|US5239198||2 juil. 1992||24 août 1993||Motorola, Inc.||Overmolded semiconductor device having solder ball and edge lead connective structure|
|US5240588||27 août 1992||31 août 1993||Nec Corporation||Method for electroplating the lead pins of a semiconductor device pin grid array package|
|US5241454||22 janv. 1992||31 août 1993||International Business Machines Corporation||Mutlilayered flexible circuit package|
|US5243133||18 févr. 1992||7 sept. 1993||International Business Machines, Inc.||Ceramic chip carrier with lead frame or edge clip|
|US5247423||26 mai 1992||21 sept. 1993||Motorola, Inc.||Stacking three dimensional leadless multi-chip module and method for making the same|
|US5252855||15 oct. 1991||12 oct. 1993||Mitsubishi Denki Kabushiki Kaisha||Lead frame having an anodic oxide film coating|
|US5252857||5 août 1991||12 oct. 1993||International Business Machines Corporation||Stacked DCA memory chips|
|US5259770||19 mars 1992||9 nov. 1993||Amp Incorporated||Impedance controlled elastomeric connector|
|US5261068||25 mai 1990||9 nov. 1993||Dell Usa L.P.||Dual path memory retrieval system for an interleaved dynamic RAM memory unit|
|US5262927||7 févr. 1992||16 nov. 1993||Lsi Logic Corporation||Partially-molded, PCB chip carrier package|
|US5276418||25 mars 1991||4 janv. 1994||Motorola, Inc.||Flexible substrate electronic assembly|
|US5281852||10 déc. 1991||25 janv. 1994||Normington Peter J C||Semiconductor device including stacked die|
|US5289062||23 mars 1993||22 févr. 1994||Quality Semiconductor, Inc.||Fast transmission gate switch|
|US5289346||16 févr. 1993||22 févr. 1994||Microelectronics And Computer Technology Corporation||Peripheral to area adapter with protective bumper for an integrated circuit chip|
|US5313097||16 nov. 1992||17 mai 1994||International Business Machines, Corp.||High density memory module|
|US5337388||3 août 1993||9 août 1994||International Business Machines Corporation||Matrix of pluggable connectors for connecting large numbers of clustered electrical and/or opticcal cables to a module|
|US5343366||24 juin 1992||30 août 1994||International Business Machines Corporation||Packages for stacked integrated circuit chip cubes|
|US5345205||5 avr. 1990||6 sept. 1994||General Electric Company||Compact high density interconnected microwave system|
|US5347159||24 sept. 1991||13 sept. 1994||Tessera, Inc.||Semiconductor chip assemblies with face-up mounting and rear-surface connection to substrate|
|US5347428||3 déc. 1992||13 sept. 1994||Irvine Sensors Corporation||Module comprising IC memory stack dedicated to and structurally combined with an IC microprocessor chip|
|US5357478||30 sept. 1991||18 oct. 1994||Mitsubishi Denki Kabushiki Kaisha||Semiconductor integrated circuit device including a plurality of cell array blocks|
|US5361228||30 avr. 1993||1 nov. 1994||Fuji Photo Film Co., Ltd.||IC memory card system having a common data and address bus|
|US5362656||15 avr. 1994||8 nov. 1994||Intel Corporation||Method of making an electronic assembly having a flexible circuit wrapped around a substrate|
|US5375041||2 déc. 1992||20 déc. 1994||Intel Corporation||Electronic assembly|
|US5384690||27 juil. 1993||24 janv. 1995||International Business Machines Corporation||Flex laminate package for a parallel processor|
|US5386341||1 nov. 1993||31 janv. 1995||Motorola, Inc.||Flexible substrate folded in a U-shape with a rigidizer plate located in the notch of the U-shape|
|US5394303||9 sept. 1993||28 févr. 1995||Kabushiki Kaisha Toshiba||Semiconductor device|
|US5396573||3 août 1993||7 mars 1995||International Business Machines Corporation||Pluggable connectors for connecting large numbers of electrical and/or optical cables to a module through a seal|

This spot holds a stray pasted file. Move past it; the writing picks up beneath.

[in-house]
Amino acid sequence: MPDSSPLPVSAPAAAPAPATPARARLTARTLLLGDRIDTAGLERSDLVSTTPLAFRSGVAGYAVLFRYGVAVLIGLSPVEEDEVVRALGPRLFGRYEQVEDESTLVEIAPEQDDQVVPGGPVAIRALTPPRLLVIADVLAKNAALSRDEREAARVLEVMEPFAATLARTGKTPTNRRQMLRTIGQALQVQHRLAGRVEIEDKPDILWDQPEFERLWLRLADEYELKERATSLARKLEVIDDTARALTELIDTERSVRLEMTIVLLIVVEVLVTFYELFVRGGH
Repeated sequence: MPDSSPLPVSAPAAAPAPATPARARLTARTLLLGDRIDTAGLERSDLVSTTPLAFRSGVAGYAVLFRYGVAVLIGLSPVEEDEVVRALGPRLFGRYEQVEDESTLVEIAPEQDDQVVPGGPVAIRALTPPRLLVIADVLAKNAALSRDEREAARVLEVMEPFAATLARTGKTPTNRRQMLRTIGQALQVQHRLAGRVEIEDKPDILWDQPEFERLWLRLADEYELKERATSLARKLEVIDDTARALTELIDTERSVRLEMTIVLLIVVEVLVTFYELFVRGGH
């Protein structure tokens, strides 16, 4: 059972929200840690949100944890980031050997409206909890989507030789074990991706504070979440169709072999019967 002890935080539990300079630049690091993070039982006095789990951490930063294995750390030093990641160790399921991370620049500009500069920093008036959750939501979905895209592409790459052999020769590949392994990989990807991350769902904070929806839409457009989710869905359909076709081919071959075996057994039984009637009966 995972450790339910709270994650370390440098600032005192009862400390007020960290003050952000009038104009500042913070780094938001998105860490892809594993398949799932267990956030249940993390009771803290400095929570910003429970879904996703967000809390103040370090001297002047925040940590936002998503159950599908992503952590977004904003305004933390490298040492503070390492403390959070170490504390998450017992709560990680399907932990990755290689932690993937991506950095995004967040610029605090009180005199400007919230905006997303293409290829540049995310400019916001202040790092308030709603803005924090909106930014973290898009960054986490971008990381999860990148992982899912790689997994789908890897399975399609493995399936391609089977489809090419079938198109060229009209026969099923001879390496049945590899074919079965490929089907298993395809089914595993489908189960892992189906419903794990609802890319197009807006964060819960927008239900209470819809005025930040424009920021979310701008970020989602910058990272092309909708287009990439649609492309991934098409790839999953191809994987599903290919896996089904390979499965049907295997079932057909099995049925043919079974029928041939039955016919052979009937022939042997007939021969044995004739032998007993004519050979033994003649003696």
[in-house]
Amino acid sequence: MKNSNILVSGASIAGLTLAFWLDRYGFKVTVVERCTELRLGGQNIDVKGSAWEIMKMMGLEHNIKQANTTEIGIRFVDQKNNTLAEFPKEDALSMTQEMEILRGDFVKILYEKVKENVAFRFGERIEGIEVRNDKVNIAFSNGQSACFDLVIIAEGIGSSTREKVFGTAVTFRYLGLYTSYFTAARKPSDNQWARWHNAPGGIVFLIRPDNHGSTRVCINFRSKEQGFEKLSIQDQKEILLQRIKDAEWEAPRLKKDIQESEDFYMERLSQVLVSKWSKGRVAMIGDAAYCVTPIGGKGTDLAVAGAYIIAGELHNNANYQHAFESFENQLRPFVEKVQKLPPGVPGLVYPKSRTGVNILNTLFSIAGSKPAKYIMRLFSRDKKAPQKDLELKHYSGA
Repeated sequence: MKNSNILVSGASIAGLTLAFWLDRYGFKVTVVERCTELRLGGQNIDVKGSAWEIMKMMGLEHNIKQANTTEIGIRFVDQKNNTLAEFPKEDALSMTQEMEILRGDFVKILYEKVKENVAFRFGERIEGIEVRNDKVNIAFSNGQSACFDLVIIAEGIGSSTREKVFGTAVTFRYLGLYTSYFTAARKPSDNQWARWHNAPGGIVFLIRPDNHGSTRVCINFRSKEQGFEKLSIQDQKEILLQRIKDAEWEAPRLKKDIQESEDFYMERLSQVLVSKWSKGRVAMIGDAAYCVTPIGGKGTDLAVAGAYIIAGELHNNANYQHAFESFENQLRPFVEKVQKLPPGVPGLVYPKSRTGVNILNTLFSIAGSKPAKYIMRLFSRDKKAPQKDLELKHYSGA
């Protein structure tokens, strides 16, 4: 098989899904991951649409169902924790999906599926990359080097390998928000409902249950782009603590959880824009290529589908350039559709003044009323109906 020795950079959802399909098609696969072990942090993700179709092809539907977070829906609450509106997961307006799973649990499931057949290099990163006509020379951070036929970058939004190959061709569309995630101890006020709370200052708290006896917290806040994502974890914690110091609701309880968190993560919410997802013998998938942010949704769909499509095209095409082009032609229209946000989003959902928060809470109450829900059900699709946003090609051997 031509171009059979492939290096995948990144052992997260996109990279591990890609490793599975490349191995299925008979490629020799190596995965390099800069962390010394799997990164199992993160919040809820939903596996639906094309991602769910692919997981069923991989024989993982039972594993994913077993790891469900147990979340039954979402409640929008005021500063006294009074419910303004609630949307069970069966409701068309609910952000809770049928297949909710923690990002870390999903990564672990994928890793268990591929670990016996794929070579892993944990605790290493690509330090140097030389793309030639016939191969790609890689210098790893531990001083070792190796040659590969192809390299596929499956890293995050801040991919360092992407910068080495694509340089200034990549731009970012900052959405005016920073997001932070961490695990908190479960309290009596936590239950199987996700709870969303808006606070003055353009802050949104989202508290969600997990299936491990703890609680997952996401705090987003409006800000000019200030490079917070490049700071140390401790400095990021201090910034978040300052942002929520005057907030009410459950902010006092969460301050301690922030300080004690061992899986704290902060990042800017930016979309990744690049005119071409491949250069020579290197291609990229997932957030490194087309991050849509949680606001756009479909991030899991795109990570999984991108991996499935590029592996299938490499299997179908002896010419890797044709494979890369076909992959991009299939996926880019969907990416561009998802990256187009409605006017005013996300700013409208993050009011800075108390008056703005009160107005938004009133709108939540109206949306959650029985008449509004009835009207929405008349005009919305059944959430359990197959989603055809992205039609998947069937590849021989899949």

|US5397916||26 juil. 1993||14 mars 1995||Normington; Peter J. C.||Semiconductor device including stacked die|
|US5428190||2 juil. 1993||27 juin 1995||Sheldahl, Inc.||Rigid-flex board with anisotropic interconnect and method of manufacture|
|US5432630||11 sept. 1992||11 juil. 1995||Motorola, Inc.||Optical bus with optical transceiver modules and method of manufacture|
|US5438224||1 déc. 1993||1 août 1995||Motorola, Inc.||Integrated circuit package having a face-to-face IC chip arrangement|
|US5448511||1 juin 1994||5 sept. 1995||Storage Technology Corporation||Memory stack with an integrated interconnect and mounting structure|
|US5477082||11 janv. 1994||19 déc. 1995||Exponential Technology, Inc.||Bi-planar multi-chip module|
|US5484959||11 déc. 1992||16 janv. 1996||Staktek Corporation||High density lead-on-package fabrication method and apparatus|
|US5581498 *||20 oct. 1994||3 déc. 1996||Irvine Sensors Corporation||For use in an electronic host system|
|US5737192 *||10 juil. 1995||7 avr. 1998||The United States Of America As Represented By The Secretary Of The Air Force||Density improvement in integration modules|
|US5763943 *||29 janv. 1996||9 juin 1998||International Business Machines Corporation||Electronic modules with integral sensor arrays|
|US5907178 *||26 févr. 1998||25 mai 1999||International Business Machines Corporation||Multi-view imaging apparatus|
|US6417027 *||24 août 2000||9 juil. 2002||Micron Technology, Inc.||High density stackable and flexible substrate-based devices and systems and methods of fabricating|
|US6785144 *||24 août 2000||31 août 2004||Micron Technology, Inc.||High density stackable and flexible substrate-based devices and systems and methods of fabricating|
|US20020153602 *||1 mai 2002||24 oct. 2002||Tay Wuu Yean||Ball grid array chip packages having improved testing and stacking characteristics|
|1||1992 Proceedings, 42nd Electronic Components & Technology Conference, May 18-20, 1992.|
|2||3D Interconnection for Ultra-Dense Multichip Modules, Christian VAL, Thomson-CSF DCS Computer Division, Thierry Lemoine, Thomson-CSF RCM Radar Countermeasures Division.|
|3||Chip Scale Packaging and Redistribution, Paul A. Magill, Glenn A. Rinne, J. Daniel Mis, Wayne C. Machon, Joseph W. Baggs, Unilive Electronics Inc.|
|4||Chip Scale Review Online-An Independent Journal Dedicated to the Advancement of Chip-Scale Electronics. (Webiste 9 pages) Fjelstad, Joseph, Pacific Consultants L.L.C., Published Jan. 2001 on Internet.|